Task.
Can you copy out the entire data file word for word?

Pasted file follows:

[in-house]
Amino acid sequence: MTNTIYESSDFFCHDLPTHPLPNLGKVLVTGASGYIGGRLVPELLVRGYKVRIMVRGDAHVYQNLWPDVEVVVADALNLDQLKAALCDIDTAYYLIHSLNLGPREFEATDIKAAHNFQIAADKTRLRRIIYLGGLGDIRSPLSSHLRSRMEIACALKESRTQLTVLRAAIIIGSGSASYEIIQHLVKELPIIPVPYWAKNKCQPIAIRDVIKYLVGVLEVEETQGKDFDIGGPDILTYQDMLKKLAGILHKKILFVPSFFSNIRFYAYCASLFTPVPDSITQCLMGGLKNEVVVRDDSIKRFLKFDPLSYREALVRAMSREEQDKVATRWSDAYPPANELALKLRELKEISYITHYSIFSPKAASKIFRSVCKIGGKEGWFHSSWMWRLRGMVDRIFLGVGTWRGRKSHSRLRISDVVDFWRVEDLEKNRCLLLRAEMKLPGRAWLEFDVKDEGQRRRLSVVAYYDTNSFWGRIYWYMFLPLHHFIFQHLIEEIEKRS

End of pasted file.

[in-house]
Amino acid sequence: MTNTIYESSDFFCHDLPTHPLPNLGKVLVTGASGYIGGRLVPELLVRGYKVRIMVRGDAHVYQNLWPDVEVVVADALNLDQLKAALCDIDTAYYLIHSLNLGPREFEATDIKAAHNFQIAADKTRLRRIIYLGGLGDIRSPLSSHLRSRMEIACALKESRTQLTVLRAAIIIGSGSASYEIIQHLVKELPIIPVPYWAKNKCQPIAIRDVIKYLVGVLEVEETQGKDFDIGGPDILTYQDMLKKLAGILHKKILFVPSFFSNIRFYAYCASLFTPVPDSITQCLMGGLKNEVVVRDDSIKRFLKFDPLSYREALVRAMSREEQDKVATRWSDAYPPANELALKLRELKEISYITHYSIFSPKAASKIFRSVCKIGGKEGWFHSSWMWRLRGMVDRIFLGVGTWRGRKSHSRLRISDVVDFWRVEDLEKNRCLLLRAEMKLPGRAWLEFDVKDEGQRRRLSVVAYYDTNSFWGRIYWYMFLPLHHFIFQHLIEEIEKRS